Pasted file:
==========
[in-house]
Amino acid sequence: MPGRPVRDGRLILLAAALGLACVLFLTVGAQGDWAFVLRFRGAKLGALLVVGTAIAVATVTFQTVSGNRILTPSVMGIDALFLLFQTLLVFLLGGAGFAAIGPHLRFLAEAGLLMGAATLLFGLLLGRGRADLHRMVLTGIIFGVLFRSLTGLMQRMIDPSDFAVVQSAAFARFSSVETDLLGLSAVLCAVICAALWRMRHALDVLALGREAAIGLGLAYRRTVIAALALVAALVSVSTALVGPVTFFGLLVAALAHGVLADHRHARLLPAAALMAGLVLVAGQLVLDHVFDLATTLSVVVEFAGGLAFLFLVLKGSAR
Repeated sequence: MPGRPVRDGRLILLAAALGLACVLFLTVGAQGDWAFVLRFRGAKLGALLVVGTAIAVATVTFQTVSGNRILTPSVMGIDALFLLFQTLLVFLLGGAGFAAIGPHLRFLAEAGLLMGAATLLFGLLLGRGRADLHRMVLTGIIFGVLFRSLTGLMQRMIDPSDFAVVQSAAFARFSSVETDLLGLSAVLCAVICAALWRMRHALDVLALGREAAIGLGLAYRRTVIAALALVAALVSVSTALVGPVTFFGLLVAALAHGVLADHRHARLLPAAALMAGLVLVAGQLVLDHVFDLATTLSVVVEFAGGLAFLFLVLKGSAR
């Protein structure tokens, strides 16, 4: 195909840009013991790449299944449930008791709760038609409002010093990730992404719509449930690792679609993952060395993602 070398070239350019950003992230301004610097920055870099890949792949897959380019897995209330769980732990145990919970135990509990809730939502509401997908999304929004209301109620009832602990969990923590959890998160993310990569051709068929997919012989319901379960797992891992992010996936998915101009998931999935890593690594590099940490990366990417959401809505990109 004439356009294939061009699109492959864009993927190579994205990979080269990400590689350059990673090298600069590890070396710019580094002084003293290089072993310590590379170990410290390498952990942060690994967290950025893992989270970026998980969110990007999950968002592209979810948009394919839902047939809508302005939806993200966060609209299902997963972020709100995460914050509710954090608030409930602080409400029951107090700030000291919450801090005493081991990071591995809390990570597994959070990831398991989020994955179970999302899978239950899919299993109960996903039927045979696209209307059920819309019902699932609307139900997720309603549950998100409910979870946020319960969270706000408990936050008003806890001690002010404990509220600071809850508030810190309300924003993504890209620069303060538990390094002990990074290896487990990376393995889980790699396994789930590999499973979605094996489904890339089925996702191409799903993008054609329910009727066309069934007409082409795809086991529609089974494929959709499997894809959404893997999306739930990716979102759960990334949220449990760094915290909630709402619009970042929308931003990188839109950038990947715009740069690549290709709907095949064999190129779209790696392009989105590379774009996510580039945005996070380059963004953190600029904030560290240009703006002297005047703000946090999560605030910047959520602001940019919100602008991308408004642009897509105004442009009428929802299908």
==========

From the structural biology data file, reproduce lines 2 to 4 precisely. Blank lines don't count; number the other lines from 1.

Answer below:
Amino acid sequence: MPGRPVRDGRLILLAAALGLACVLFLTVGAQGDWAFVLRFRGAKLGALLVVGTAIAVATVTFQTVSGNRILTPSVMGIDALFLLFQTLLVFLLGGAGFAAIGPHLRFLAEAGLLMGAATLLFGLLLGRGRADLHRMVLTGIIFGVLFRSLTGLMQRMIDPSDFAVVQSAAFARFSSVETDLLGLSAVLCAVICAALWRMRHALDVLALGREAAIGLGLAYRRTVIAALALVAALVSVSTALVGPVTFFGLLVAALAHGVLADHRHARLLPAAALMAGLVLVAGQLVLDHVFDLATTLSVVVEFAGGLAFLFLVLKGSAR
Repeated sequence: MPGRPVRDGRLILLAAALGLACVLFLTVGAQGDWAFVLRFRGAKLGALLVVGTAIAVATVTFQTVSGNRILTPSVMGIDALFLLFQTLLVFLLGGAGFAAIGPHLRFLAEAGLLMGAATLLFGLLLGRGRADLHRMVLTGIIFGVLFRSLTGLMQRMIDPSDFAVVQSAAFARFSSVETDLLGLSAVLCAVICAALWRMRHALDVLALGREAAIGLGLAYRRTVIAALALVAALVSVSTALVGPVTFFGLLVAALAHGVLADHRHARLLPAAALMAGLVLVAGQLVLDHVFDLATTLSVVVEFAGGLAFLFLVLKGSAR
């Protein structure tokens, strides 16, 4: 195909840009013991790449299944449930008791709760038609409002010093990730992404719509449930690792679609993952060395993602 070398070239350019950003992230301004610097920055870099890949792949897959380019897995209330769980732990145990919970135990509990809730939502509401997908999304929004209301109620009832602990969990923590959890998160993310990569051709068929997919012989319901379960797992891992992010996936998915101009998931999935890593690594590099940490990366990417959401809505990109 004439356009294939061009699109492959864009993927190579994205990979080269990400590689350059990673090298600069590890070396710019580094002084003293290089072993310590590379170990410290390498952990942060690994967290950025893992989270970026998980969110990007999950968002592209979810948009394919839902047939809508302005939806993200966060609209299902997963972020709100995460914050509710954090608030409930602080409400029951107090700030000291919450801090005493081991990071591995809390990570597994959070990831398991989020994955179970999302899978239950899919299993109960996903039927045979696209209307059920819309019902699932609307139900997720309603549950998100409910979870946020319960969270706000408990936050008003806890001690002010404990509220600071809850508030810190309300924003993504890209620069303060538990390094002990990074290896487990990376393995889980790699396994789930590999499973979605094996489904890339089925996702191409799903993008054609329910009727066309069934007409082409795809086991529609089974494929959709499997894809959404893997999306739930990716979102759960990334949220449990760094915290909630709402619009970042929308931003990188839109950038990947715009740069690549290709709907095949064999190129779209790696392009989105590379774009996510580039945005996070380059963004953190600029904030560290240009703006002297005047703000946090999560605030910047959520602001940019919100602008991308408004642009897509105004442009009428929802299908």